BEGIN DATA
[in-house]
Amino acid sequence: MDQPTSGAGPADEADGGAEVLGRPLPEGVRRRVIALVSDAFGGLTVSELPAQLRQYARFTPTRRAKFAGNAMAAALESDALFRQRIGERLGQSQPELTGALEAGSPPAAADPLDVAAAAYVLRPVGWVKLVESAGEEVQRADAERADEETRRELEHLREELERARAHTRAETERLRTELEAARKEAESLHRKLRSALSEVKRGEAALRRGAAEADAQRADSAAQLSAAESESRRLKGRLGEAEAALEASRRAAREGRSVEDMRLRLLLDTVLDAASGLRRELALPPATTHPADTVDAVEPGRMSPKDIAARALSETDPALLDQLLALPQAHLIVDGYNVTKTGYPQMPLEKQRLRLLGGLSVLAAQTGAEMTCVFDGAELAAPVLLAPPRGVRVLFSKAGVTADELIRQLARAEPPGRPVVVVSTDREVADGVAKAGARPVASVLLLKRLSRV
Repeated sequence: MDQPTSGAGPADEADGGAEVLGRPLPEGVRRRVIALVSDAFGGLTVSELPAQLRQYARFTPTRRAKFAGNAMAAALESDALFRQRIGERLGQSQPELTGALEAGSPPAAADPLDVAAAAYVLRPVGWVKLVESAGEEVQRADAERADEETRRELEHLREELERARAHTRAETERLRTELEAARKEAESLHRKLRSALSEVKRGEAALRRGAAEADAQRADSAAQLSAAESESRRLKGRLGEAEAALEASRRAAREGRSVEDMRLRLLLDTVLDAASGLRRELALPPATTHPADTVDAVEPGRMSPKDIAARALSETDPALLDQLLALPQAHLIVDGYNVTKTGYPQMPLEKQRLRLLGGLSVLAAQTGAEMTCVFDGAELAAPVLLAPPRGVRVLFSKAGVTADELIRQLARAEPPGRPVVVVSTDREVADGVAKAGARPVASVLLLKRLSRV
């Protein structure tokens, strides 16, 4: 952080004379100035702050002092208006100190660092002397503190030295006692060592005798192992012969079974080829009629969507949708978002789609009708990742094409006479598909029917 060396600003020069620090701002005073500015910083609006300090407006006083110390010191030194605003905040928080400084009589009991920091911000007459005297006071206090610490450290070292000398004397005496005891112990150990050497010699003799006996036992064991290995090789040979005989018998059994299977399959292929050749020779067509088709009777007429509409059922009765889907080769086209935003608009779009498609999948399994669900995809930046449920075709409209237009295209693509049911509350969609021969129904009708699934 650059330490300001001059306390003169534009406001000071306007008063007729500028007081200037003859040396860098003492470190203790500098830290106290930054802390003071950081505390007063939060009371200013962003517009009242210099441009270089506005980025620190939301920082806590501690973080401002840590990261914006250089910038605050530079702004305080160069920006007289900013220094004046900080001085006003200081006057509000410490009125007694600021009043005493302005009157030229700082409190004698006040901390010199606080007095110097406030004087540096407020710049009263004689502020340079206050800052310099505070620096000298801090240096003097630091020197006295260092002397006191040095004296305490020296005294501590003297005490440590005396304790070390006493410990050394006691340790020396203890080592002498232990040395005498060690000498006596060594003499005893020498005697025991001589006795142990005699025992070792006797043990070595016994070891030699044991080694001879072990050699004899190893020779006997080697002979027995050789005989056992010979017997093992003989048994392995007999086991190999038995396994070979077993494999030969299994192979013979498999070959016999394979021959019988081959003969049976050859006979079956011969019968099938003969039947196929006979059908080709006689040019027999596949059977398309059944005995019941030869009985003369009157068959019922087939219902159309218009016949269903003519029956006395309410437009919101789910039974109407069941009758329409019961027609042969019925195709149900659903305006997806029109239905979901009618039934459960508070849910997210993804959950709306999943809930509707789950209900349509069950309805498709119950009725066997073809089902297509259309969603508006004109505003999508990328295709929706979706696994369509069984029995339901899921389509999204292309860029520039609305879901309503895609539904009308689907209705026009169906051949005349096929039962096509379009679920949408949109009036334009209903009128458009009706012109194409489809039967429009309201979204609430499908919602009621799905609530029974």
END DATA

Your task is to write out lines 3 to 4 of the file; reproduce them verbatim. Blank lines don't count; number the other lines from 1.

Repeated sequence: MDQPTSGAGPADEADGGAEVLGRPLPEGVRRRVIALVSDAFGGLTVSELPAQLRQYARFTPTRRAKFAGNAMAAALESDALFRQRIGERLGQSQPELTGALEAGSPPAAADPLDVAAAAYVLRPVGWVKLVESAGEEVQRADAERADEETRRELEHLREELERARAHTRAETERLRTELEAARKEAESLHRKLRSALSEVKRGEAALRRGAAEADAQRADSAAQLSAAESESRRLKGRLGEAEAALEASRRAAREGRSVEDMRLRLLLDTVLDAASGLRRELALPPATTHPADTVDAVEPGRMSPKDIAARALSETDPALLDQLLALPQAHLIVDGYNVTKTGYPQMPLEKQRLRLLGGLSVLAAQTGAEMTCVFDGAELAAPVLLAPPRGVRVLFSKAGVTADELIRQLARAEPPGRPVVVVSTDREVADGVAKAGARPVASVLLLKRLSRV
């Protein structure tokens, strides 16, 4: 952080004379100035702050002092208006100190660092002397503190030295006692060592005798192992012969079974080829009629969507949708978002789609009708990742094409006479598909029917 060396600003020069620090701002005073500015910083609006300090407006006083110390010191030194605003905040928080400084009589009991920091911000007459005297006071206090610490450290070292000398004397005496005891112990150990050497010699003799006996036992064991290995090789040979005989018998059994299977399959292929050749020779067509088709009777007429509409059922009765889907080769086209935003608009779009498609999948399994669900995809930046449920075709409209237009295209693509049911509350969609021969129904009708699934 650059330490300001001059306390003169534009406001000071306007008063007729500028007081200037003859040396860098003492470190203790500098830290106290930054802390003071950081505390007063939060009371200013962003517009009242210099441009270089506005980025620190939301920082806590501690973080401002840590990261914006250089910038605050530079702004305080160069920006007289900013220094004046900080001085006003200081006057509000410490009125007694600021009043005493302005009157030229700082409190004698006040901390010199606080007095110097406030004087540096407020710049009263004689502020340079206050800052310099505070620096000298801090240096003097630091020197006295260092002397006191040095004296305490020296005294501590003297005490440590005396304790070390006493410990050394006691340790020396203890080592002498232990040395005498060690000498006596060594003499005893020498005697025991001589006795142990005699025992070792006797043990070595016994070891030699044991080694001879072990050699004899190893020779006997080697002979027995050789005989056992010979017997093992003989048994392995007999086991190999038995396994070979077993494999030969299994192979013979498999070959016999394979021959019988081959003969049976050859006979079956011969019968099938003969039947196929006979059908080709006689040019027999596949059977398309059944005995019941030869009985003369009157068959019922087939219902159309218009016949269903003519029956006395309410437009919101789910039974109407069941009758329409019961027609042969019925195709149900659903305006997806029109239905979901009618039934459960508070849910997210993804959950709306999943809930509707789950209900349509069950309805498709119950009725066997073809089902297509259309969603508006004109505003999508990328295709929706979706696994369509069984029995339901899921389509999204292309860029520039609305879901309503895609539904009308689907209705026009169906051949005349096929039962096509379009679920949408949109009036334009209903009128458009009706012109194409489809039967429009309201979204609430499908919602009621799905609530029974």